We’ve all had to deal with our fair share of challenges in the name of science, but few as tough as those faced by Melvin De Jesus Flores, whose laboratory on the eastern coast of Puerto Rico was battered by the tenth-most destructive hurricane on record just a few months ago.
On September 20, 2017, Hurricane María rampaged through Humacao, leaving a trail of absolute devastation at The University of Puerto Rico in Humacao (UPRH) and flooding Flores’s NMR lab. Five months on, like most of the island, it still suffers from prolonged periods without electricity.
For De Jesus Flores, the lack of power, as well as other problems caused by the terrible storm damage, have presented unique challenges in maintaining his Bruker AVANCE 400 Mhz NMR system.
But, somehow, it hasn’t managed to stop him, as SelectScience discovered when we contacted the instrumentation specialist to find out how he has been coping since disaster struck. With phone lines still temperamental, De Jesus Flores kindly found time to respond by email.
What did you find when you first visited the campus after the storm?
UPRH was the most devastated campus of the entire university system. The damage to the buildings ranged from partial to complete destruction. During my first visit to our campus and NMR facility which is located on the second floor of the science building, I found a flooded laboratory. There was 1 inch of water which had entered through the windows and roof filtration due to the 155 mph sustained winds which occurred during Hurricane María.
It is for this reason that I have devoted a lot of effort to keep our system alive within the tragedy that we have lived
University of Puerto Rico
Without electricity, how did you manage to replace the NMR’s liquid nitrogen?
Without electricity to run the elevators I was unable to bring my usual large Dewar upstairs for the next liquid nitrogen transfer. Instead I used two smaller 10 liter Dewars, I transferred the LN2 up the stairs to the NMR laboratory, and cautiously poured the cryogenic liquid into the magnet through the biggest funnel and rubber tubing I could find which fit, using a small ladder and taking special care to avoid the formation of an ice block in the nitrogen ports. Every transfer took about 4 to 6 Dewars to complete. I repeated this procedure for 90 days even after power restoration, because the elevators were still not working.
What other challenges did you face?
Another great challenge was the liquid helium transfer, which had to be transported in a 100 liter Dewar. I was able to estimate the helium level using my logs, which was calculated to be 50% during the last week of November. Without a working elevator or any ramps up to the second floor I had to consider how we would get the Dewar up to the NMR lab.
Helium stocks were also running short across the island and, with preference being given to hospitals and other companies with cryogenic facilities, I had to compete to receive a 100 liter Dewar. We were very grateful to receive a donation from Bruker BioSpin Co. to purchase cryogenics for both Rio Piedras, Medical Science and Humacao Campus NMR systems.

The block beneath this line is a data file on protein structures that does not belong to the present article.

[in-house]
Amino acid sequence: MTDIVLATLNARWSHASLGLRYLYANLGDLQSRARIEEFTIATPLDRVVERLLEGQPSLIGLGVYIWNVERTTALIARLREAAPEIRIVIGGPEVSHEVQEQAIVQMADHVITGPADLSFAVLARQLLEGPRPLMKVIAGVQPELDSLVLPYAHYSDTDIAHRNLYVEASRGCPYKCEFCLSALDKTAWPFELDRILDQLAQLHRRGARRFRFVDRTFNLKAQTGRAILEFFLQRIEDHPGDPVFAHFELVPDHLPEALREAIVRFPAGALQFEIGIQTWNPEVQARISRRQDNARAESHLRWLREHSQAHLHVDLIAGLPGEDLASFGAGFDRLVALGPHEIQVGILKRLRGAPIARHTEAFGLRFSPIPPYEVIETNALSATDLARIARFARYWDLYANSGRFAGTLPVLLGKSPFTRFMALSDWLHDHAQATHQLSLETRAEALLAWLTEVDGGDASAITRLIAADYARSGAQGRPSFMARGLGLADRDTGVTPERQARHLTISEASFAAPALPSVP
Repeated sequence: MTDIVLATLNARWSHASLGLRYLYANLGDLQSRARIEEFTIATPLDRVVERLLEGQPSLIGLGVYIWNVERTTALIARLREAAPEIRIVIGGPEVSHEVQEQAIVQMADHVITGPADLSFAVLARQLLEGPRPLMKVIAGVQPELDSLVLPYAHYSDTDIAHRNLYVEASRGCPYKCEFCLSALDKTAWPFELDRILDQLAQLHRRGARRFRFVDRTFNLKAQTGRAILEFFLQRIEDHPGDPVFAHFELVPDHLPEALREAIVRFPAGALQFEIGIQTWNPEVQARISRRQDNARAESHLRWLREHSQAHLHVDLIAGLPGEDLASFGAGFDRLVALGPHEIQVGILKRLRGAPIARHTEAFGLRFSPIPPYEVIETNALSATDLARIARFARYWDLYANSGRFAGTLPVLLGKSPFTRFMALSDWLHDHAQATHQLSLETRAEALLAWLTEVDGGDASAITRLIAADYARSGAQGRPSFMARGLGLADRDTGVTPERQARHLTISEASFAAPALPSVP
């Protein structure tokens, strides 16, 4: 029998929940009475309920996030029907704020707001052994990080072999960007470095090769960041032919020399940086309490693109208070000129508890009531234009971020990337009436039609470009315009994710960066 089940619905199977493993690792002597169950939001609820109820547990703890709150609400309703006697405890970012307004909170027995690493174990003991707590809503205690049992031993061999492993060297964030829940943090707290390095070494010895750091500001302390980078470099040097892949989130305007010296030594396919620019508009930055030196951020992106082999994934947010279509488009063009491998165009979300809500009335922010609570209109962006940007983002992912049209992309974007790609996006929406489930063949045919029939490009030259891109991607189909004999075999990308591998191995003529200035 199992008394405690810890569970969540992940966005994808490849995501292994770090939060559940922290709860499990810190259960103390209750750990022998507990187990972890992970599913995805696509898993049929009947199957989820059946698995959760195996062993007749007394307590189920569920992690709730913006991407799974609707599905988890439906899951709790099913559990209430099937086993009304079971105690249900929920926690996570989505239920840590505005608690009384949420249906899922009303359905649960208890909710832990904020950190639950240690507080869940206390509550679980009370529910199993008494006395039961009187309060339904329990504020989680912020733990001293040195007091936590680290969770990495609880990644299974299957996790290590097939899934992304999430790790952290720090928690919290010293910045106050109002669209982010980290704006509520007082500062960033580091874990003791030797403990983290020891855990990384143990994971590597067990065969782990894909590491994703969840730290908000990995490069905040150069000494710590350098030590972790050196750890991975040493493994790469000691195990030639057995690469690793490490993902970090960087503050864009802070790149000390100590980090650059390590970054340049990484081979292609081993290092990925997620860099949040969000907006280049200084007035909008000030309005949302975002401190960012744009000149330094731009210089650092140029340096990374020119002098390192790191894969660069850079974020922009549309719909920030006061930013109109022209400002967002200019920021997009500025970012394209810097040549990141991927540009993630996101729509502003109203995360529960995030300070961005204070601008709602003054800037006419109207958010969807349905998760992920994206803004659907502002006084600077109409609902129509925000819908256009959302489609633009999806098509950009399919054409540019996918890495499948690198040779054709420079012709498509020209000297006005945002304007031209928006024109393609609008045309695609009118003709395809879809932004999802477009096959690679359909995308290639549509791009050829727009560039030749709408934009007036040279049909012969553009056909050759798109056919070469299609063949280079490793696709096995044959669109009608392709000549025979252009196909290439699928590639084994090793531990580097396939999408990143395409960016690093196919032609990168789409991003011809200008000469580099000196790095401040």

By the time the liquid helium arrived after several delays at the end of December, the magnet helium level had reached a risky 40%. A digger was used to lift the large helium and nitrogen Dewars to the second floor. For the first time in almost 3 months since the storm I did not need to carry small Dewars up to the ladders for the cryogenics transfer.
What is the current situation like at UPRH?
In the next few months, our chemistry department will need the repair of laboratory utilities, including fume hoods motors, air conditioners, air dryers and the acquisition of some scientific instruments damaged by the effects of hurricanes Irma and María.
Currently, due to the defective elevators, a digger is still needed to bring the large Dewars to the second floor and to do the correct transfer to the magnet. However, obtaining these Dewars is still challenging. The local supplier we normally work with cannot produce liquid nitrogen at the plant in Humacao, this has resulted in liquid nitrogen being imported from the USA at great expense. The company has also had to limit allocation of the liquid nitrogen to half that of our normal usage. This is making it difficult to obtain enough cryogenics on time for the next transfer at a safe level.
How do you hope to maintain the NMR moving forward?
Our NMR system is very old and as such it does not qualify for a preventive maintenance contract. We are currently seeking funds from the university, however these are very limited and aimed at structural damage. Our instrument is presenting problems with the variable temperature unit and is waiting for a probe reparation that is on hold due to the low availability of hotel rooms for the visit of a Bruker technician. We require the update of the console to keep our instrument up to date and in perfect working condition. It is for this reason that I have devoted a lot of effort to keep our system alive within the tragedy that we have lived.